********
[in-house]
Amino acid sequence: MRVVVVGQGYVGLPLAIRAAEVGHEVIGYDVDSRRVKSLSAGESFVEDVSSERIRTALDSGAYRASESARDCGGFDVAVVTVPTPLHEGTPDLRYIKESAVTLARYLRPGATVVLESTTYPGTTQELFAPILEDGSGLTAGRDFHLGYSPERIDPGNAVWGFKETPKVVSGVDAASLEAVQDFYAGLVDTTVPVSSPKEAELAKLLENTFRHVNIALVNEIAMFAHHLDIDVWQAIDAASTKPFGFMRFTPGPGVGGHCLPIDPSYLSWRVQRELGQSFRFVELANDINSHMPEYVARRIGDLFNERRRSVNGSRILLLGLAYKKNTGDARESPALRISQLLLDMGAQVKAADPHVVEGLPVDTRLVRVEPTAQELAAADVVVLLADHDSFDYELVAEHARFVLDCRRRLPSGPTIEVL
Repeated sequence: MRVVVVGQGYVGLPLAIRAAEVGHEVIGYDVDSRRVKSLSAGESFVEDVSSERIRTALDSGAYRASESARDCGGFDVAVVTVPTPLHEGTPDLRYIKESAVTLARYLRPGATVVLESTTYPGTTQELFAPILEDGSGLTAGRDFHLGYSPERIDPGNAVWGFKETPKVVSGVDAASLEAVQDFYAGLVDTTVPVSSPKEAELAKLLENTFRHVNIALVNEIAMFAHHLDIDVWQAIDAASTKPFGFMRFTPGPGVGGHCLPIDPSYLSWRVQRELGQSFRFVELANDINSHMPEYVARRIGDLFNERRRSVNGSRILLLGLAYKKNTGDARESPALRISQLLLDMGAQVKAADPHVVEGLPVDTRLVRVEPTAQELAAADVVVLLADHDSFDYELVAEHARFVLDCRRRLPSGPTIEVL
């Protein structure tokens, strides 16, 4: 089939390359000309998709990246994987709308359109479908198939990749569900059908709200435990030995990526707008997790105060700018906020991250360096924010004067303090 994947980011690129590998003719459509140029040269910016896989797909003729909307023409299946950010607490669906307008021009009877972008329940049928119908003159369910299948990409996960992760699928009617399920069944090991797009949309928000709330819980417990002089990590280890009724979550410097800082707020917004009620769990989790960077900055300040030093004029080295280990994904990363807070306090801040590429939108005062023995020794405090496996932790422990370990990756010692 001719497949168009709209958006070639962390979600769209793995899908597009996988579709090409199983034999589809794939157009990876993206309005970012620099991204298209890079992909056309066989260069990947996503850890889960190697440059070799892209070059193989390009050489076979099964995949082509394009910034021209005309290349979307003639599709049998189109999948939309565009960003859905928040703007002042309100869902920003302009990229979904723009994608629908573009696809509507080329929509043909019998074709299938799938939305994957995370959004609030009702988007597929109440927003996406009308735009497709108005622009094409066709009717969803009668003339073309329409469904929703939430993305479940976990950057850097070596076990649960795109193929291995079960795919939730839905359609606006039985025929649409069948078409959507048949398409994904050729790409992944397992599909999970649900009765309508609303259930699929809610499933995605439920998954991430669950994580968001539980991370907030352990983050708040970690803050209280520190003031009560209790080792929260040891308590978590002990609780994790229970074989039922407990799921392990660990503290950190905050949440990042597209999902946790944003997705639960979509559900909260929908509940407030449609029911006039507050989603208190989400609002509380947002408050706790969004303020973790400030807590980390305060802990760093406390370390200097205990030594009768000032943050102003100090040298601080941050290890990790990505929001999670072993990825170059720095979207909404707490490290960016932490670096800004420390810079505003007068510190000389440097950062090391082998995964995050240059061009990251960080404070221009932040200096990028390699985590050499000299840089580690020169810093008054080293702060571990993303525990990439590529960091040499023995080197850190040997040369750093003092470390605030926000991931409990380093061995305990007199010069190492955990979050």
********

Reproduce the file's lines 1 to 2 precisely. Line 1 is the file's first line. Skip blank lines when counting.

[in-house]
Amino acid sequence: MRVVVVGQGYVGLPLAIRAAEVGHEVIGYDVDSRRVKSLSAGESFVEDVSSERIRTALDSGAYRASESARDCGGFDVAVVTVPTPLHEGTPDLRYIKESAVTLARYLRPGATVVLESTTYPGTTQELFAPILEDGSGLTAGRDFHLGYSPERIDPGNAVWGFKETPKVVSGVDAASLEAVQDFYAGLVDTTVPVSSPKEAELAKLLENTFRHVNIALVNEIAMFAHHLDIDVWQAIDAASTKPFGFMRFTPGPGVGGHCLPIDPSYLSWRVQRELGQSFRFVELANDINSHMPEYVARRIGDLFNERRRSVNGSRILLLGLAYKKNTGDARESPALRISQLLLDMGAQVKAADPHVVEGLPVDTRLVRVEPTAQELAAADVVVLLADHDSFDYELVAEHARFVLDCRRRLPSGPTIEVL